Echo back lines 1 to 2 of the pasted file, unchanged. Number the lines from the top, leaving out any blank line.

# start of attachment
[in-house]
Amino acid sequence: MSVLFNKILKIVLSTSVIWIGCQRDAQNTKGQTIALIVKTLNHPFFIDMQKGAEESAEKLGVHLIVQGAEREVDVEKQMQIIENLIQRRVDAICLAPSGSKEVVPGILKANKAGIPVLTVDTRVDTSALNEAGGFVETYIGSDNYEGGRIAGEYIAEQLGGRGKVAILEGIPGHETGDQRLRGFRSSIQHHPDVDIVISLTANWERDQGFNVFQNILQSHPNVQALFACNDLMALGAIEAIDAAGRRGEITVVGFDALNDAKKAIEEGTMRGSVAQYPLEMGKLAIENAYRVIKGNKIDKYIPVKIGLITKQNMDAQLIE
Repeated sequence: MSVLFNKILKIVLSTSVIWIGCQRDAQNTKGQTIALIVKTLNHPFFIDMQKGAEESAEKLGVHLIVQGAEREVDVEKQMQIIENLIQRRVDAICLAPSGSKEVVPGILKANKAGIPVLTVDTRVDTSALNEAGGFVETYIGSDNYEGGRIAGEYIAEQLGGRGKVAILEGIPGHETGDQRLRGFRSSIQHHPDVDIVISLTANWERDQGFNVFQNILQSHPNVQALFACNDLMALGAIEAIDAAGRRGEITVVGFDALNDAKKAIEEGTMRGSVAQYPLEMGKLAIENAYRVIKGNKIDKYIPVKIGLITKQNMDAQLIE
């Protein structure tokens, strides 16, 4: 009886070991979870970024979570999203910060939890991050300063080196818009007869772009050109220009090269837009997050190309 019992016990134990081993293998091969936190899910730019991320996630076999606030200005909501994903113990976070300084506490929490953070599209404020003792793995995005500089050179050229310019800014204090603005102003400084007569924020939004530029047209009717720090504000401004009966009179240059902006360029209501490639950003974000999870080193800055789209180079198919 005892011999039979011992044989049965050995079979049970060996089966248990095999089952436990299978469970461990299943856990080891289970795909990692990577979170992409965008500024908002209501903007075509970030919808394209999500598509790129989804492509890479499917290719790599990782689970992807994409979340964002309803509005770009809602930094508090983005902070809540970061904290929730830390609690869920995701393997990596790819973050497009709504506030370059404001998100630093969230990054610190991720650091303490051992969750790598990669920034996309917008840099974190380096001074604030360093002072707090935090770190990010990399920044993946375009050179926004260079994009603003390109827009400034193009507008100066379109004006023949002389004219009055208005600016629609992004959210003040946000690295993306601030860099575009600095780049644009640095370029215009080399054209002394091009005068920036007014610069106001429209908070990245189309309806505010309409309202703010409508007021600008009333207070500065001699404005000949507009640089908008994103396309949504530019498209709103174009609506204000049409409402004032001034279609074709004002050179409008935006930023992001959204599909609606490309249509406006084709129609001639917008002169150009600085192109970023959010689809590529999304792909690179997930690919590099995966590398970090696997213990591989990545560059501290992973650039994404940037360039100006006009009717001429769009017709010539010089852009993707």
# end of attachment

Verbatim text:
[in-house]
Amino acid sequence: MSVLFNKILKIVLSTSVIWIGCQRDAQNTKGQTIALIVKTLNHPFFIDMQKGAEESAEKLGVHLIVQGAEREVDVEKQMQIIENLIQRRVDAICLAPSGSKEVVPGILKANKAGIPVLTVDTRVDTSALNEAGGFVETYIGSDNYEGGRIAGEYIAEQLGGRGKVAILEGIPGHETGDQRLRGFRSSIQHHPDVDIVISLTANWERDQGFNVFQNILQSHPNVQALFACNDLMALGAIEAIDAAGRRGEITVVGFDALNDAKKAIEEGTMRGSVAQYPLEMGKLAIENAYRVIKGNKIDKYIPVKIGLITKQNMDAQLIE